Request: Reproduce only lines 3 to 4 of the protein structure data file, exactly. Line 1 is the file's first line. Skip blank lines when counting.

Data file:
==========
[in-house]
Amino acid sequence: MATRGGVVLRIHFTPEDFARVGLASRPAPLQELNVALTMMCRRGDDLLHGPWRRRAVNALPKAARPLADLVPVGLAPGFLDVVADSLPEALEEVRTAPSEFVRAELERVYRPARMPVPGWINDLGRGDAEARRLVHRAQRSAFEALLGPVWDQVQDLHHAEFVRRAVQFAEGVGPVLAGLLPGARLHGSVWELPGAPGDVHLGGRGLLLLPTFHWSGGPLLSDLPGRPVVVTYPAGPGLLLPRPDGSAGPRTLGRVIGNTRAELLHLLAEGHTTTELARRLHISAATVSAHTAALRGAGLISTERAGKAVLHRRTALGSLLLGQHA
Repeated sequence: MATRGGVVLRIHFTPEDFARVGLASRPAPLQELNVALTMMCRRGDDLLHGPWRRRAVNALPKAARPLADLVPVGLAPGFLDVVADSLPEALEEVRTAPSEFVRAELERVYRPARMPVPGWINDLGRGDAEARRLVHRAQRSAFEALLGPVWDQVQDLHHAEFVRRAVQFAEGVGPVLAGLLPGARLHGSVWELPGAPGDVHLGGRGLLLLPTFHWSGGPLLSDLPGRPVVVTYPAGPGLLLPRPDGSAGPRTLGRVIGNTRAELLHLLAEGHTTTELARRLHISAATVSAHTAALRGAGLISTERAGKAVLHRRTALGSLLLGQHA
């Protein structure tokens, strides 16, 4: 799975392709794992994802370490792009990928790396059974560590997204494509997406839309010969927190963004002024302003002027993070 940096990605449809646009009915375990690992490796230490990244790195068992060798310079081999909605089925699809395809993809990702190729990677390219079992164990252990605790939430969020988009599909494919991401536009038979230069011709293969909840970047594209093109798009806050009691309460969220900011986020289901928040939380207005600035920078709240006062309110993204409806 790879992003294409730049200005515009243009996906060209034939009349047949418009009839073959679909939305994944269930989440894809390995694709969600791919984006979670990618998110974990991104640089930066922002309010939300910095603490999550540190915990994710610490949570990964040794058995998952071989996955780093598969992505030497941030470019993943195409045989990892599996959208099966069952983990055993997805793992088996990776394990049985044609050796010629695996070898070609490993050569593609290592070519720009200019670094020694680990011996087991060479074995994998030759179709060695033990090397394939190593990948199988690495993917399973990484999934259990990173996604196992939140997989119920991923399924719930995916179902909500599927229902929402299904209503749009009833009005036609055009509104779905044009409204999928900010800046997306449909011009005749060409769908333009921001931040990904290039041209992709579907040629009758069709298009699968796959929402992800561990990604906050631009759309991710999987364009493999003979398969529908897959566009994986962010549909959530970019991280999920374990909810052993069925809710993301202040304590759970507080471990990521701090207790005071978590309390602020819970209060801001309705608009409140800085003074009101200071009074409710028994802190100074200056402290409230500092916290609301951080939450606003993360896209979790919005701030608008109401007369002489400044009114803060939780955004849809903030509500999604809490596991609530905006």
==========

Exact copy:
Repeated sequence: MATRGGVVLRIHFTPEDFARVGLASRPAPLQELNVALTMMCRRGDDLLHGPWRRRAVNALPKAARPLADLVPVGLAPGFLDVVADSLPEALEEVRTAPSEFVRAELERVYRPARMPVPGWINDLGRGDAEARRLVHRAQRSAFEALLGPVWDQVQDLHHAEFVRRAVQFAEGVGPVLAGLLPGARLHGSVWELPGAPGDVHLGGRGLLLLPTFHWSGGPLLSDLPGRPVVVTYPAGPGLLLPRPDGSAGPRTLGRVIGNTRAELLHLLAEGHTTTELARRLHISAATVSAHTAALRGAGLISTERAGKAVLHRRTALGSLLLGQHA
């Protein structure tokens, strides 16, 4: 799975392709794992994802370490792009990928790396059974560590997204494509997406839309010969927190963004002024302003002027993070 940096990605449809646009009915375990690992490796230490990244790195068992060798310079081999909605089925699809395809993809990702190729990677390219079992164990252990605790939430969020988009599909494919991401536009038979230069011709293969909840970047594209093109798009806050009691309460969220900011986020289901928040939380207005600035920078709240006062309110993204409806 790879992003294409730049200005515009243009996906060209034939009349047949418009009839073959679909939305994944269930989440894809390995694709969600791919984006979670990618998110974990991104640089930066922002309010939300910095603490999550540190915990994710610490949570990964040794058995998952071989996955780093598969992505030497941030470019993943195409045989990892599996959208099966069952983990055993997805793992088996990776394990049985044609050796010629695996070898070609490993050569593609290592070519720009200019670094020694680990011996087991060479074995994998030759179709060695033990090397394939190593990948199988690495993917399973990484999934259990990173996604196992939140997989119920991923399924719930995916179902909500599927229902929402299904209503749009009833009005036609055009509104779905044009409204999928900010800046997306449909011009005749060409769908333009921001931040990904290039041209992709579907040629009758069709298009699968796959929402992800561990990604906050631009759309991710999987364009493999003979398969529908897959566009994986962010549909959530970019991280999920374990909810052993069925809710993301202040304590759970507080471990990521701090207790005071978590309390602020819970209060801001309705608009409140800085003074009101200071009074409710028994802190100074200056402290409230500092916290609301951080939450606003993360896209979790919005701030608008109401007369002489400044009114803060939780955004849809903030509500999604809490596991609530905006």